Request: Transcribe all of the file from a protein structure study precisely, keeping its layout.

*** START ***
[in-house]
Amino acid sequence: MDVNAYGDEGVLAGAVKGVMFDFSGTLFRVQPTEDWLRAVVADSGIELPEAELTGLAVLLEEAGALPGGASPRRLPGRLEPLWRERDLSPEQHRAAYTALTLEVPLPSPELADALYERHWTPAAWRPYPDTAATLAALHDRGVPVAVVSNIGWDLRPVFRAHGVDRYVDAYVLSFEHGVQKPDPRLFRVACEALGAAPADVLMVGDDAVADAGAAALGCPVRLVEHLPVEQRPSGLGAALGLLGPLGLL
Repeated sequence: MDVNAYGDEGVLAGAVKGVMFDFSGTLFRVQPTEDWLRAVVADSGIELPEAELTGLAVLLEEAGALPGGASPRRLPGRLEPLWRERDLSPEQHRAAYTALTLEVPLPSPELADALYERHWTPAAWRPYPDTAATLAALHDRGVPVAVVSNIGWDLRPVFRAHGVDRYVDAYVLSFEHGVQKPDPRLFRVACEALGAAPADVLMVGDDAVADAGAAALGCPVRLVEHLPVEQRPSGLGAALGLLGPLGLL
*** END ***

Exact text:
[in-house]
Amino acid sequence: MDVNAYGDEGVLAGAVKGVMFDFSGTLFRVQPTEDWLRAVVADSGIELPEAELTGLAVLLEEAGALPGGASPRRLPGRLEPLWRERDLSPEQHRAAYTALTLEVPLPSPELADALYERHWTPAAWRPYPDTAATLAALHDRGVPVAVVSNIGWDLRPVFRAHGVDRYVDAYVLSFEHGVQKPDPRLFRVACEALGAAPADVLMVGDDAVADAGAAALGCPVRLVEHLPVEQRPSGLGAALGLLGPLGLL
Repeated sequence: MDVNAYGDEGVLAGAVKGVMFDFSGTLFRVQPTEDWLRAVVADSGIELPEAELTGLAVLLEEAGALPGGASPRRLPGRLEPLWRERDLSPEQHRAAYTALTLEVPLPSPELADALYERHWTPAAWRPYPDTAATLAALHDRGVPVAVVSNIGWDLRPVFRAHGVDRYVDAYVLSFEHGVQKPDPRLFRVACEALGAAPADVLMVGDDAVADAGAAALGCPVRLVEHLPVEQRPSGLGAALGLLGPLGLL